Vitamin B3 May Reduce Alzheimer's Symptoms
An over-the-counter vitamin in high doses prevented memory loss in mice with Alzheimer's disease, U.S. researchers said.
Researchers at the University of California at Irvine are conducting a clinical trial to determine the effects of the vitamin, Nicotinamide, on humans.
Nicotinamide, a form of vitamin B3, lowered levels of a protein -- phosphorylated tau -- that leads to the development of tangles, one of two brain lesions associated with Alzheimer's disease, the researchers said.
The vitamin also strengthened scaffolding along which information travels in brain cells, helping to keep neurons alive and further preventing symptoms in mice genetically wired to develop Alzheimer's.
"Nicotinamide has a very robust effect on neurons," lead author Kim Green said in a statement. "Nicotinamide prevents loss of cognition in mice with Alzheimer's disease, and the beauty of it is we already are moving forward with a clinical trial."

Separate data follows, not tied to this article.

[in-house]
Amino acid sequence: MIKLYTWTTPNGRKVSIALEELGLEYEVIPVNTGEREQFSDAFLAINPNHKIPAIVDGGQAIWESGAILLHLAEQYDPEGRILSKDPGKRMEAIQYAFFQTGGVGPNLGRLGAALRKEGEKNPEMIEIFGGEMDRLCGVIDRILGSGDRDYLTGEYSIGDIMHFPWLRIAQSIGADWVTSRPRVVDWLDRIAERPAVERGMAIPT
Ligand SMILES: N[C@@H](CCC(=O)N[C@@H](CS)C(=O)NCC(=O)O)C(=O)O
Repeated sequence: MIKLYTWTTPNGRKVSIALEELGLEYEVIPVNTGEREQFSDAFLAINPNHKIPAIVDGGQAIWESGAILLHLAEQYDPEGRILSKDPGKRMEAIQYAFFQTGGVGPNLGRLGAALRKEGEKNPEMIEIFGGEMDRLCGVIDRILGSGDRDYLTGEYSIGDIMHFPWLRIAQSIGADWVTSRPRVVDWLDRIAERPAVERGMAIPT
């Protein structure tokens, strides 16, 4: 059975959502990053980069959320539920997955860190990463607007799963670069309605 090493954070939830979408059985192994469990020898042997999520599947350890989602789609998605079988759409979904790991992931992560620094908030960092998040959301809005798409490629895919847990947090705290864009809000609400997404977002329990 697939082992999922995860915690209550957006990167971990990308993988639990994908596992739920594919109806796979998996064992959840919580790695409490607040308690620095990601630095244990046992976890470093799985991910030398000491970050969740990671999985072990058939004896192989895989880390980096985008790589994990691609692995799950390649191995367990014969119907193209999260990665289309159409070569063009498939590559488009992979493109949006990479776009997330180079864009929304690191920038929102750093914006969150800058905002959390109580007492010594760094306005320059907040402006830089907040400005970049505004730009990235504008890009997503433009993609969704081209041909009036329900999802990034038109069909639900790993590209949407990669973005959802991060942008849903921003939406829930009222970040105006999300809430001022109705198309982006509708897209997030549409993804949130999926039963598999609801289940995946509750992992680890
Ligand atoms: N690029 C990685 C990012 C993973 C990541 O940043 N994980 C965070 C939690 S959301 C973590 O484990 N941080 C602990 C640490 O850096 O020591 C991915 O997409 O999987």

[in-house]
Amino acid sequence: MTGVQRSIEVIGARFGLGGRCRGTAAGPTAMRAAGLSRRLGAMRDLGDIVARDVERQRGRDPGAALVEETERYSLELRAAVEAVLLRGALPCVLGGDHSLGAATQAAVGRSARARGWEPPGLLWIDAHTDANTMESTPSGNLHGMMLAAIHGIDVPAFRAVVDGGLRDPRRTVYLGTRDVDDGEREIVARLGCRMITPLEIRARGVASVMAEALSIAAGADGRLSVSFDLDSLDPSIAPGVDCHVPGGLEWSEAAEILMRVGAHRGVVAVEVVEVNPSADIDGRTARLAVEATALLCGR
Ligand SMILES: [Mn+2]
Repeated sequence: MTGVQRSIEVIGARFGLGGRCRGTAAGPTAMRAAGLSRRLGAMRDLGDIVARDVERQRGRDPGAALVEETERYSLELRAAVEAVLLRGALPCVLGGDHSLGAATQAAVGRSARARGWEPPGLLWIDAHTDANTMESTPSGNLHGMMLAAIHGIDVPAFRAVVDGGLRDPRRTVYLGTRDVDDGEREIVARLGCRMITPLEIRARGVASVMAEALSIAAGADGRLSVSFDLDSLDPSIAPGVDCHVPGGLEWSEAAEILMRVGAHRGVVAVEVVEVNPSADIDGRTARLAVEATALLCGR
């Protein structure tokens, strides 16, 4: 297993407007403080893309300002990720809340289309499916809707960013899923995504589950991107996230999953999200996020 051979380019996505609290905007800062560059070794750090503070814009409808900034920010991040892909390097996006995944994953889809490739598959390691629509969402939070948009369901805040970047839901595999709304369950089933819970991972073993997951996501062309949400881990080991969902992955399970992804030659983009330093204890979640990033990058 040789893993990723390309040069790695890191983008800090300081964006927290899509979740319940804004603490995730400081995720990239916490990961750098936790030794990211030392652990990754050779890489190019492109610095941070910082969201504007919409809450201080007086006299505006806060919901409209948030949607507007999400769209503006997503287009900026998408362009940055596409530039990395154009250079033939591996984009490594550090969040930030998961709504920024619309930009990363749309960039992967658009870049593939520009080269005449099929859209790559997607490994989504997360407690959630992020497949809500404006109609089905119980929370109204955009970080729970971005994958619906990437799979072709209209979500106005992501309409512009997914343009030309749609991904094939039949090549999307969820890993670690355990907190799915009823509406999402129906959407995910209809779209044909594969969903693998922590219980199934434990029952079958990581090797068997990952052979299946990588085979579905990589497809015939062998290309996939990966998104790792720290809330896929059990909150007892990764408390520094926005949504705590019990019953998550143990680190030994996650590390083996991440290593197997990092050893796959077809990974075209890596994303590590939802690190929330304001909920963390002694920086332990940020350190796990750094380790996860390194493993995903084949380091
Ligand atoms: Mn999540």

Nicotinamide is a water-soluble vitamin sold in health food stores. It is generally considered safe but can be toxic in very high doses, the study said.
Clinical trials have shown it benefits people with diabetes complications and has anti-inflammatory properties that may help people with skin conditions.
The study is published in the Journal of Neuroscience.